This week's edition of Critical Reception examines online reaction to Treyarch's Call of Duty: Black Ops, which reviews describe as "a hell of a good time no matter how you slice it." Black Ops currently earns a score of 90 out of 100 at Metacritic.com. 1UP.com's Thierry Nguyen gives Black Ops an A- grade. "Historically, Call of Duty has followed a sort of Star Trek movie rule, with development studio Infinity Ward basking in praise for the original and the even-numbered installments while Treyarch toils away at titles like Call of Duty 2: Big Red One, COD3, and Call of Duty: World at War," he explains. "However, when examining this seventh (and therefore odd-numbered) Treyarch installment beside the studio's history, it's apparent that not only does Black Ops show how much Treyarch has grown as a developer, but that it's easily their best title yet." Nguyen continues: "Like World at War, rather than create a fictionalized take on modern combat, Treyarch portrays a fictional story within the confines of real-world history. As the title suggests, the campaign focuses on a series of black operations (secret CIA missions) throughout the '60s -- starting with Havana in 1961, and threading through events such as the battle of Khe Sanh in early 1968, and locales like Kowloon and Mount Yamantau, before culminating in the frame narrative's setting: an interrogation room in late 1968." The game's unique story focus results in a fresh experience. "Treyarch has finally created a game with its own distinct feel that's different than previous, 'let's be like Infinity Ward' installments," Nguyen praises. "It comes from little things, like selectable ammunition for shotguns and crossbows, and being unapologetically gory." In addition: "There are missions that break away from the traditional COD formula into something memorable for more than pyrotechnics. There's a fantastic segment where you explore an abandoned ship armed with only a flashlight and a pistol -- sure, it gives that 'why am I playing a survival horror game?' vibe at first, but at the very least it feels wholly distinct and novel. And then there's a bizarre moment of Mason grappling with the effects of psychological warfare by literally racing through a tunnel made up of glowing numbers." "It's admirable to see just how much stuff there is in Call of Duty: Black Ops," Nguyen writes. "Despite the removal of campaign co-op or a mode comparable to MW2's Spec Ops mode, the sheer amount of content is almost staggering. In addition to the campaign, all the regular multiplayer modes, the Wager Match mode, the Theater, character and weapon customization, splitscreen multiplayer options, and Zombies, Treyarch even threw in a full working version of the original Zork. "Call of Duty games are [...] about moments, and there're a whole lot of moments, player and developer generated, in this game. It's easy to say that this is Treyarch's best game...when it's not just trying to imitate Infinity Ward." Adam Biessener at Game Informer scores Black Ops at 9 out of 10. "You can't keep Black Ops out from under the microscope after the high-profile departure of the creative minds that drove the Call of Duty franchise at Infinity Ward earlier this year," he admits. "Can Treyarch come through with a blockbuster hit in the vein of Modern Warfare, not just a by-the-numbers off-year title like the studio has churned out in the past? Yes and no, but Black Ops is the best game Treyarch has made, and a hell of a good time no matter how you slice it." Biessener finds the single-player mode's story to be hit-or-miss. "The story is coherent, and the characters are more than cardboard cutouts. I wanted to keep playing to find out how the plot ends up, not just to see what crazy situation is around the next corner," he praises. "On the other hand, as Black Ops makes gains in characterization and storytelling, it loses spectacle. Outside of the excellent prison break level, the 'wow' moments fall flat. Even blowing up what appeared to be half of Vietnam with an attack chopper failed to elicit much of a response from me beyond making me swear at the controls." Multiplayer remains a standout, however. "For my money, Treyarch has crafted the finest Call of Duty multiplayer game to date," Biessener says. "The maps are fantastic and offer great variety in size, aesthetics, verticality, and paths. The core design is largely unchanged; it features the same modes, perks, and a similar arsenal to Modern Warfare. The action is as responsive, technically impressive, and engrossing as it has been since Infinity Ward pioneered it three years ago. "However, Treyarch has made a ton of improvements in the margins," Biessener continues. "Wager matches exist parallel to the standard XP-based progression. These lethal six-player free-for-all matches are throwbacks to the old days of Quake deathmatches in a lot of ways. All of the game types (each of which has unusual rules that work exceptionally well, like forced weapon cycling or one-shot kills with extremely limited ammo) put a huge emphasis on each kill. This breeds an intensity I haven't felt since playing free-for-all railgun-only Quake." The popular Zombies mode also returns, though Biessener is unimpressed with its implementation. "It works well enough, but Zombies is far down on my co-op FPS list," he writes. "The objectives and strategies are so far removed from making intuitive sense that I can't get into it, though segments of the community obviously feel differently. I do love the secret zombie-themed minigame –- Geometry Wars with zombies, more or less -– and its four-player online co-op, though." "Call of Duty remains the smoothest, most approachable first-person shooter out there, and I had a blast playing it," Biessener notes in summary. "On the other hand, it's disappointing that Treyarch's much-hyped huge-budget entry in the franchise feels like Modern Warfare 2.5. Activision hasn't Tony Hawked Call of Duty yet, though, and I'm happy to get a refined update. This year, anyway." Giant Bomb's Jeff Gerstmann gives Black Ops 4 out of 5 stars. "This is now the fourth game out of Activision that has used the same style of combat to power its campaign and multiplayer," he begins. "The formula, as awesome as it can still be, is starting to wear thin." "That's not to say that Black Ops doesn't have a lot of new tricks up its sleeve," Gerstmann continues. "The story found in the campaign feels like a solid departure from what's come before it. Set in the same universe as Treyarch's Call of Duty: World At War, Black Ops doesn't spend much time weaving different playable characters together into a single narrative." "The action, meanwhile, is fairly standard," Gerstmann says. "There are a lot of guys to shoot, and all that shooting gets broken up by a few larger set-pieces, including one where the game sort of turns into a real-time strategy game for a few minutes as you order a squad around from the cockpit of an SR-71." Gerstmann finds that Black Ops has a lot to offer in terms of multiplayer. "Most of the killstreaks, perks, and equipment you'd expect to find in a Call of Duty game appear in Black Ops, though there are some notable changes," he writes. "On the killstreak side, nukes are out and dogs (boo!) are in. There's also a new remote control car killstreak bonus that lets you control a little buggy with the aim of driving it up to a foe and making him and the car blow up. It's kind of annoying and it only requires three kills, so those little things are liable to be everywhere. Deathstreaks are completely gone. Perks are definitely present, but the pro versions of the perks take more work to unlock." "A lot of the changes to how the multiplayer functions takes place outside of the game," Gerstmann notes. "The player progression has been broken into two pieces. Now, leveling up merely unlocks the ability to purchase additional weapons, perks, equipment, attachments, and, well, just about everything else. You'll have to spend your 'COD points' to actually use any of that stuff. "On one hand, this is nice because it lets you skip the items that don't fit with the way you play," Gerstmann observes. "The downside to this is that you don't feel the same thrill when you gain a level. By the time I was level 20 or so, I felt like I had unlocked just about everything to make my class function the way I like, leaving me with a lot less to look forward to." "Do you want to play more Call of Duty? I'm guessing the answer is yes, and by all means, Black Ops is worth playing," Gerstmann concludes. "But for all its ambitious steps to set itself apart from the previous games, it flounders in a few too many of those areas to be a total success. Even with those flaws, though, the heart of the series -- its competitive multiplayer -- lives on quite well, which should be enough to satisfy most fans of the franchise."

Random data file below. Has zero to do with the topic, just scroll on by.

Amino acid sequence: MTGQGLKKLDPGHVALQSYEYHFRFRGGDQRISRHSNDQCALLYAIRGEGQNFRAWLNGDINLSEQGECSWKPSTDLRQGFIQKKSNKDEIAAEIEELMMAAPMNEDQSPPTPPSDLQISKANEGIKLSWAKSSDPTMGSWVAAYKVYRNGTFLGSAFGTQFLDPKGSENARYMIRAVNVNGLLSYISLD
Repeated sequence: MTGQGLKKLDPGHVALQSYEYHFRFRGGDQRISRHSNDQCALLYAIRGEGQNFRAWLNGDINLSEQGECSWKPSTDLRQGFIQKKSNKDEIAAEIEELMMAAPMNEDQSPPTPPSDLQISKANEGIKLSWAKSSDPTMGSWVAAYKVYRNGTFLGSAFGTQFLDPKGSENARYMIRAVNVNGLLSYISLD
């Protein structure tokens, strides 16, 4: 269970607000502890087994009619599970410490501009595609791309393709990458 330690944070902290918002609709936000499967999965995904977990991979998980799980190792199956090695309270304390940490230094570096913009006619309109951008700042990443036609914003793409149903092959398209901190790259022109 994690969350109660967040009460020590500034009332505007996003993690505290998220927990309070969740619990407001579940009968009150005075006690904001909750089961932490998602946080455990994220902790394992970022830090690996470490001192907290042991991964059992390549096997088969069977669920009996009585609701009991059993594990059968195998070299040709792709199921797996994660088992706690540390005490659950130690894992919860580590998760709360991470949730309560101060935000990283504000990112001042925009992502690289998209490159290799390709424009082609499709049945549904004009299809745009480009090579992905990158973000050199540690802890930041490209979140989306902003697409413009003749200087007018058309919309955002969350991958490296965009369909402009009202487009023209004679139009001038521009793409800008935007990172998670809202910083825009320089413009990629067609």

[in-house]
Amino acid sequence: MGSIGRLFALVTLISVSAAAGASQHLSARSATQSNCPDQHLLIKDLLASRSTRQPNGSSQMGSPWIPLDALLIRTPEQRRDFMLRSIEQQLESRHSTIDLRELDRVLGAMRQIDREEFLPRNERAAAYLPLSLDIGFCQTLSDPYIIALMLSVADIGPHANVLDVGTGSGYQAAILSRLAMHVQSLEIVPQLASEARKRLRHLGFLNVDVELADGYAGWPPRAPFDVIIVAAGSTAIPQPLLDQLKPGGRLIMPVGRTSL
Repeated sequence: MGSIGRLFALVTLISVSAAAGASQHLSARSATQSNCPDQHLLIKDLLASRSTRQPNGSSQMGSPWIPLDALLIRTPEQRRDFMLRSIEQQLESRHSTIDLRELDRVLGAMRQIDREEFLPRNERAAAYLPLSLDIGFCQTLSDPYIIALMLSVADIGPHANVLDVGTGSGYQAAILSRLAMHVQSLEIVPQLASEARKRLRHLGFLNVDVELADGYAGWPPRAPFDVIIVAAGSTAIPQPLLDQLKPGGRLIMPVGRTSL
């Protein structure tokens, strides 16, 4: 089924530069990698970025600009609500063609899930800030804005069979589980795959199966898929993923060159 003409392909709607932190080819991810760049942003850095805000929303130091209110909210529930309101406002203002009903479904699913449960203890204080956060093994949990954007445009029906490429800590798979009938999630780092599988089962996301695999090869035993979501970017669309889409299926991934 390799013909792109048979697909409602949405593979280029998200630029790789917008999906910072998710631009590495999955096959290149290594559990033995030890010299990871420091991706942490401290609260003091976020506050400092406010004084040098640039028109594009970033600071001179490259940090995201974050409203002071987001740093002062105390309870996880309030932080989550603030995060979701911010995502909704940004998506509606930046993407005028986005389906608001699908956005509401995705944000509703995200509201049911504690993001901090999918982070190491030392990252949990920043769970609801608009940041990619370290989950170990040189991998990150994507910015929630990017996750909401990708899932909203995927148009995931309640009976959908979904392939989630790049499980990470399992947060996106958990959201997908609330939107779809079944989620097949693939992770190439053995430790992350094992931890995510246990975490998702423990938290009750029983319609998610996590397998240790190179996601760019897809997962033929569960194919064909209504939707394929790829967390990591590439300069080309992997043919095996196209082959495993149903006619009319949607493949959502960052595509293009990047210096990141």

About the Author(s)

Danny Cowan


Danny Cowan is a freelance writer, editor, and columnist for Gamasutra and its subsites. Previously, he has written reviews and feature articles for gaming publications including 1UP.com, GamePro, and Hardcore Gamer Magazine.